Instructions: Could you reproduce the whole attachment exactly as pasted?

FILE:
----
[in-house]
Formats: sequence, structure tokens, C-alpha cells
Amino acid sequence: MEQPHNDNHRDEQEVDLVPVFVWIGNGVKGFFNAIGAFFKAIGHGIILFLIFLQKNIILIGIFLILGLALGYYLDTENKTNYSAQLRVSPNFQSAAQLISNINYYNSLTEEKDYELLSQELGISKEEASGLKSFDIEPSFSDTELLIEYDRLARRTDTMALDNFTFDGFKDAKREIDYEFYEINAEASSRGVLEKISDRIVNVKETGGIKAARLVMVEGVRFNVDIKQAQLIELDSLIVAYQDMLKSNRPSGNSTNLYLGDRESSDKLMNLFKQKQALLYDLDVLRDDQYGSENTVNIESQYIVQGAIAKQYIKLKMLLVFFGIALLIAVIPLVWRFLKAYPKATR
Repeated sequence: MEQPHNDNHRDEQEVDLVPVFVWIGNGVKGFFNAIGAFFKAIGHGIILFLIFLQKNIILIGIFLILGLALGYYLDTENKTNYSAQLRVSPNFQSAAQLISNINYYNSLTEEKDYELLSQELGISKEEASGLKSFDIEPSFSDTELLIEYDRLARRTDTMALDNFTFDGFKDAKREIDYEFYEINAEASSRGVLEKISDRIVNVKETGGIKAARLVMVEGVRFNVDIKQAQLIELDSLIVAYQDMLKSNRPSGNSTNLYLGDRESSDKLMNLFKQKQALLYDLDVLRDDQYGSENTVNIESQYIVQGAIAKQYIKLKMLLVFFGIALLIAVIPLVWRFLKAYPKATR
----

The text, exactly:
[in-house]
Formats: sequence, structure tokens, C-alpha cells
Amino acid sequence: MEQPHNDNHRDEQEVDLVPVFVWIGNGVKGFFNAIGAFFKAIGHGIILFLIFLQKNIILIGIFLILGLALGYYLDTENKTNYSAQLRVSPNFQSAAQLISNINYYNSLTEEKDYELLSQELGISKEEASGLKSFDIEPSFSDTELLIEYDRLARRTDTMALDNFTFDGFKDAKREIDYEFYEINAEASSRGVLEKISDRIVNVKETGGIKAARLVMVEGVRFNVDIKQAQLIELDSLIVAYQDMLKSNRPSGNSTNLYLGDRESSDKLMNLFKQKQALLYDLDVLRDDQYGSENTVNIESQYIVQGAIAKQYIKLKMLLVFFGIALLIAVIPLVWRFLKAYPKATR
Repeated sequence: MEQPHNDNHRDEQEVDLVPVFVWIGNGVKGFFNAIGAFFKAIGHGIILFLIFLQKNIILIGIFLILGLALGYYLDTENKTNYSAQLRVSPNFQSAAQLISNINYYNSLTEEKDYELLSQELGISKEEASGLKSFDIEPSFSDTELLIEYDRLARRTDTMALDNFTFDGFKDAKREIDYEFYEINAEASSRGVLEKISDRIVNVKETGGIKAARLVMVEGVRFNVDIKQAQLIELDSLIVAYQDMLKSNRPSGNSTNLYLGDRESSDKLMNLFKQKQALLYDLDVLRDDQYGSENTVNIESQYIVQGAIAKQYIKLKMLLVFFGIALLIAVIPLVWRFLKAYPKATR